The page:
From: David Dude
Date: Jul 26, 2016 11:03 AM
Subject: Equal Educational Opportunities (Policy JAA) Guidance
To: Superintendent’s Staff

Good morning,

As we head into the new school year I want to ensure we are all on the same page regarding equal educational opportunities for our students; especially as it relates to gender identity. This has been a frequently discussed topic in education circles ever since the “Dear Colleague” letter issued by the USDOE and USDOJ (see attached). As I’m sure you know, our Board policy JAA states that we do not discriminate on the basis of … gender identity (among other things). To be clear, here are some examples of situations related to gender identity and how I expect them to be handled in compliance with this policy. For purpose of these examples, assume this student was assigned the sex of male at birth and now identifies as female.

  • This student should be treated the same as any other female student.
  • She should not be identified as anything other than female.
  • She should be addressed with female pronouns.
  • She should be allowed to use the female restroom.
  • She should be allowed to use the female locker room.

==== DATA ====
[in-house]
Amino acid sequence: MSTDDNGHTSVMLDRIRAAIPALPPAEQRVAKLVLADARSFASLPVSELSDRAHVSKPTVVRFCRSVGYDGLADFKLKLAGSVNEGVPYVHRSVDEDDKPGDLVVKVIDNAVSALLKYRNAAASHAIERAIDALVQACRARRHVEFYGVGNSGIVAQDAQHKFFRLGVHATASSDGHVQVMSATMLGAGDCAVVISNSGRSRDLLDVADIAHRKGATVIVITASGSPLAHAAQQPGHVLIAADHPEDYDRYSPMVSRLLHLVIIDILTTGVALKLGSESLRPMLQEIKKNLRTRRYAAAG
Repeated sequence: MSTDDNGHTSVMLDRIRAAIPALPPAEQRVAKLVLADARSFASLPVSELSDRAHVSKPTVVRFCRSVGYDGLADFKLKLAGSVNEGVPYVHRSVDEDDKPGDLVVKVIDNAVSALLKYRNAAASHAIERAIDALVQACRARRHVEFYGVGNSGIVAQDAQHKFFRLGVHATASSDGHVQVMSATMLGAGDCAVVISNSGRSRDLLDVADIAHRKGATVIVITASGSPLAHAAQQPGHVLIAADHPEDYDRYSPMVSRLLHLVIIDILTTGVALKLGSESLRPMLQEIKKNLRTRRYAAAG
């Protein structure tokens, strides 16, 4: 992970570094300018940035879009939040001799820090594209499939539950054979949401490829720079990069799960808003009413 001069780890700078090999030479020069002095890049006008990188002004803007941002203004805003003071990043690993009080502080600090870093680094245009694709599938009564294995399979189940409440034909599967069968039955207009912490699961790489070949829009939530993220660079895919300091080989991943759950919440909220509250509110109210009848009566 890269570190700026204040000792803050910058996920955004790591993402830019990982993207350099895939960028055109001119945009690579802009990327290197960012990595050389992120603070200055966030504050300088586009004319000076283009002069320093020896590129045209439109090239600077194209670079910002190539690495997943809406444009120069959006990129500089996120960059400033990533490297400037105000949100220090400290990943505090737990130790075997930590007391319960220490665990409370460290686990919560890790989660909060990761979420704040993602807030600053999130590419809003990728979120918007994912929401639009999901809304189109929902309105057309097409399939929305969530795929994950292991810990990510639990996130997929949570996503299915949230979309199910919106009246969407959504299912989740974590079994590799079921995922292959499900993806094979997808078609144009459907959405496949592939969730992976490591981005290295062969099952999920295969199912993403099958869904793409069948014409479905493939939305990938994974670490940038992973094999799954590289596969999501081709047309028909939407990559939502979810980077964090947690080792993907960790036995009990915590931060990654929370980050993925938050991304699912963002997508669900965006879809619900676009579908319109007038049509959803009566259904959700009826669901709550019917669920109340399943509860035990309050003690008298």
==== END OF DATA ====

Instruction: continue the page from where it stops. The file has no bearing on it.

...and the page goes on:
• She should be allowed to try out for “female” sports.
  • She should be allowed to room with other females on field trips.

In evaluating a particular circumstance, I encourage you to consider questions and statements regarding transgender students from the perspective of other groups for which our country has struggled with civil rights (and still does). For instance, if asking yourself, Should I allow this transgender student to use this restroom?, consider replacing “transgender” with “black,” “disabled,” or “low income” and the answer becomes clear (in case it wasn’t before). Should I allow this black/disabled/low income student to use this restroom? Yes! Of course. The answer is obvious.

We are forming a task force to review and suggest improvements to our equal educational opportunities policy, review and suggest improvements to associated rules, processes, and procedures, and make recommendations for any other improvements we need to make in relation to that topic. We will also want to have further discussions at the Board table. Obviously that will take some time to work through.

In the meantime, continue supporting ALL of our students as I know you do. For example, if a student experiences anxiety related to bathroom or locker room facilities–whether the student is transgender, cisgender, or something else–offer the student a more suitable option. These students are all OUR KIDS and I know you will continue supporting them as such.

Clearly this is much more complex than a single email can cover, and it is critical to work closely with our students and families on challenges and opportunities before, during, and after a student transitions. We will continue having conversations and professional learning regarding this area. However, as the school year is about to begin and given that this work will take some time, I wanted to ensure I was clear as to how I interpret this policy.